Almost

I almost didn’t write this week but then I thought of Toni Morrison, scribbling away on her yellow legal paper all those early mornings.

I almost didn’t write this week but then I thought about how the sun burned my right breast through my T-shirt while I sunbathed on the balcony reading “Assata” on her birthday.

I almost didn’t write this week but then I saw a towering tree in the distance that persistently leans left, bucking tradition of all the others that surround it.

I almost didn’t write this week but then I saw my sister swing her twists while she gracefully spun and inverted on her pole, beckoning and inviting others to love themselves and her art.

I almost didn’t write this week but then I thought of my husband’s black and silver curls falling to the floor after holding it between my fingers, cutting new growth away.

I almost didn’t write this week but then I remembered how I sobbed in the shower when I heard a stranger talk about her miscarriages and her infertility.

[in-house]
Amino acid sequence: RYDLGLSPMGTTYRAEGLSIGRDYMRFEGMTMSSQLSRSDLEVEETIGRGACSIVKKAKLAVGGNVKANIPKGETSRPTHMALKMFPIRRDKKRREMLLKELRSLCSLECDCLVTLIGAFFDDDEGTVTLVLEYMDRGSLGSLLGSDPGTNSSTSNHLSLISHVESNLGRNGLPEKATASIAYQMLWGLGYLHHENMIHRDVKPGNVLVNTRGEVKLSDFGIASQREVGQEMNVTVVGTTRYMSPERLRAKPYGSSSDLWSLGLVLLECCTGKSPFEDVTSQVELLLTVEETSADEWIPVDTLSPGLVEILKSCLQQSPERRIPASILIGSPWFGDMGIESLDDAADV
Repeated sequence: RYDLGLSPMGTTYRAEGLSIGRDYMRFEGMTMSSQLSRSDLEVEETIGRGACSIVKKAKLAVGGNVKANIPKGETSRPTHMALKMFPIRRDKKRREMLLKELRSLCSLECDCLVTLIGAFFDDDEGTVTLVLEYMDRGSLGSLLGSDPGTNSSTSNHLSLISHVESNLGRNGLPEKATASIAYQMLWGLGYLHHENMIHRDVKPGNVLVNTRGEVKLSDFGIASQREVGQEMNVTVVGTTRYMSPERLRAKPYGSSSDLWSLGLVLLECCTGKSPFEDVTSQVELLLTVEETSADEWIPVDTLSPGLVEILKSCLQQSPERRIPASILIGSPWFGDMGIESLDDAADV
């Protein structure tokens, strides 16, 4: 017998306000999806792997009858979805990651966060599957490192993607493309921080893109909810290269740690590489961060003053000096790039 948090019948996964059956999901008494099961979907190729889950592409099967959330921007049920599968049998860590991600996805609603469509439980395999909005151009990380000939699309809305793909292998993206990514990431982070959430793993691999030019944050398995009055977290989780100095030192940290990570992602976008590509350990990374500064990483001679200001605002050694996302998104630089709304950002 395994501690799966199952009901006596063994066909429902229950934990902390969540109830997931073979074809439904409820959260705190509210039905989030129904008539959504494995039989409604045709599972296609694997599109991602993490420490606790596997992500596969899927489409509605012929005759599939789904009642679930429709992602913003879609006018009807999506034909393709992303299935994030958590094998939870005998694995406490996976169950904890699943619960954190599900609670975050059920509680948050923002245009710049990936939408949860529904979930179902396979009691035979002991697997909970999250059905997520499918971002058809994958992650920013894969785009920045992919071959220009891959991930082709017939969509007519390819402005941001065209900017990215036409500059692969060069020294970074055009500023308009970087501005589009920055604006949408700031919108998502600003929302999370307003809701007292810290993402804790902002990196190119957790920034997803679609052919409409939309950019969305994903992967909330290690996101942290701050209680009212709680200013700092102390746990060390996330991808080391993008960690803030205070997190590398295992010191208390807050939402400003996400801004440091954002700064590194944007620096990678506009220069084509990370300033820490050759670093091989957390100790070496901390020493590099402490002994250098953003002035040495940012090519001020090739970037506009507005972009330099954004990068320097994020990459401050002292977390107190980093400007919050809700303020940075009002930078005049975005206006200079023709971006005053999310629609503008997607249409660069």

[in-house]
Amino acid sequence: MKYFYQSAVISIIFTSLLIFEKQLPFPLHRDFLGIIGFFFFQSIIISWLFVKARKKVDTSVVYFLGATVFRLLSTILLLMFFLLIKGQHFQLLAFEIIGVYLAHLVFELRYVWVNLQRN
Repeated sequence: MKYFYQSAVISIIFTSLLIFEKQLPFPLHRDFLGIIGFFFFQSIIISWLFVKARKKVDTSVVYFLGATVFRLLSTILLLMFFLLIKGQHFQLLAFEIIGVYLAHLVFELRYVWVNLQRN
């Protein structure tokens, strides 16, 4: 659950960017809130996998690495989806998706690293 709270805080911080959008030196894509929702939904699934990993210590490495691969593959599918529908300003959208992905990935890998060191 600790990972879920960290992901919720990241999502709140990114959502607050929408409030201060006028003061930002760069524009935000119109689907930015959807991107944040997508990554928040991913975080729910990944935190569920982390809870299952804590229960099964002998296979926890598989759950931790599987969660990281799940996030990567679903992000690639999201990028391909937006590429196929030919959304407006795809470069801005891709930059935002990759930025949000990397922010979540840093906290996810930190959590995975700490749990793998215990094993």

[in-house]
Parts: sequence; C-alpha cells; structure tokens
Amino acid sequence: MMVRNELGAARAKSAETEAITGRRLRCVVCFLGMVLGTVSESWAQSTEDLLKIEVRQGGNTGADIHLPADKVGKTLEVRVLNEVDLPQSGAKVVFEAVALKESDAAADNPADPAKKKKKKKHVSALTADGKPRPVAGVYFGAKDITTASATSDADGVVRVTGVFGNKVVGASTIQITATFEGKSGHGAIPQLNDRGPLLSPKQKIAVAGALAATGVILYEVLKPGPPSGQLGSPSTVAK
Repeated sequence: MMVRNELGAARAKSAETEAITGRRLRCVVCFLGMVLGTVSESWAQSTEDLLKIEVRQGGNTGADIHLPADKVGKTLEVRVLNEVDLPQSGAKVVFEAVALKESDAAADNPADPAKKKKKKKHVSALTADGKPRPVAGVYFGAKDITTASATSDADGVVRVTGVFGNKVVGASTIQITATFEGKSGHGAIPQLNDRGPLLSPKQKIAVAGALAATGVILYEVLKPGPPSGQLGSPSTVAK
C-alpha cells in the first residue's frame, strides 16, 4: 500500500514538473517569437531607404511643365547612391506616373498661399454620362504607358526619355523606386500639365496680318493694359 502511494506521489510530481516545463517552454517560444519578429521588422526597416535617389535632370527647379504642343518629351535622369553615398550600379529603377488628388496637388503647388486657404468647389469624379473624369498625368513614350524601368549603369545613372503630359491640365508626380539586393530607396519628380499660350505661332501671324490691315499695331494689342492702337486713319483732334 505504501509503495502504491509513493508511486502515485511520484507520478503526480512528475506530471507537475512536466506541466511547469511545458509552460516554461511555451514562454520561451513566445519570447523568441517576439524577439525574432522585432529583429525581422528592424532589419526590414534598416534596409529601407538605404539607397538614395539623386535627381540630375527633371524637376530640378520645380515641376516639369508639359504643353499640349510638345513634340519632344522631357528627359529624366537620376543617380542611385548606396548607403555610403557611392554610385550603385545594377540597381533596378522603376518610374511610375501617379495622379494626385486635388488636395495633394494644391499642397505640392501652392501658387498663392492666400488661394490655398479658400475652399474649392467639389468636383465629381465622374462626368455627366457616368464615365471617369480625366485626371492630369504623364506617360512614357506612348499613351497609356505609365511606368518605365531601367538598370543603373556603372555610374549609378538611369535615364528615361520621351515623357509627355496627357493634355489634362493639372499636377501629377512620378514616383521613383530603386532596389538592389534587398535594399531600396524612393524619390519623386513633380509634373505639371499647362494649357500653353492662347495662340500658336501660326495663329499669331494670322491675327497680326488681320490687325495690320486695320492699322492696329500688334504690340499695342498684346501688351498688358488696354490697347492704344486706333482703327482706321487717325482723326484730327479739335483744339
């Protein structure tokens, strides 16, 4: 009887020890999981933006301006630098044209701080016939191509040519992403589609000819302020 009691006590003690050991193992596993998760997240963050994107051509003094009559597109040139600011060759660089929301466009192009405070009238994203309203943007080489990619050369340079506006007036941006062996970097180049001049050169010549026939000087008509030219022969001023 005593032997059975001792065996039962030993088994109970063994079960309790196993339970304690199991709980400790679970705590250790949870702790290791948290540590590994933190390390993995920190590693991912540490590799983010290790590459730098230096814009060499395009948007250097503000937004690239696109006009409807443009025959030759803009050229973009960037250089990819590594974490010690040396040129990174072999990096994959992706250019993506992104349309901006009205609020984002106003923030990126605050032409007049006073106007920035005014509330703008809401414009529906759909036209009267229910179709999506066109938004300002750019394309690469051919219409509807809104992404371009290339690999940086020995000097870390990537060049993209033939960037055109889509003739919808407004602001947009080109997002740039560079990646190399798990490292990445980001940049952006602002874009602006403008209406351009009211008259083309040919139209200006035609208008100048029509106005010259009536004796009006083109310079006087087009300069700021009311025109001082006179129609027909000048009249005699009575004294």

I almost didn’t write this week but then I remembered how I deeply miss the hugs, kisses, the eye contact of people I love.

I almost didn’t write this week but then I opened a lipstick that made me smile wide when I painted my full lips the color of deep red wine.

I need to capture it because one day, hopefully many many years from now, I won’t be here to “almost” at all.

Go See This Film

On Saturday, a friend of mine asked me to go to the movies to see Toni Morrison: The Pieces I Am. My friend and I had tears in our eyes by the end. I scooted to the edge of my seat several times as if I was at a thriller. It has taken me a few days to process what I was feeling. Inspired? Challenged? Convicted?

I don’t have all of the right words that won’t be a regurgitation of scenes from the film.

So I will just say all of this:

It made me feel like I could write anything or work on one dream while lifting up the dreams of others or raise children or write from a place that doesn’t take the white male gaze into account or be unapologetic about wanting to be celebrated and unapologetic about my Blackness or my faith or turn down the volume of doubt in my own head or from others or be fiercely private or lay it all out there for the world to see and hear. Embrace the sunrise as I put pen to paper. It made me want to… everything.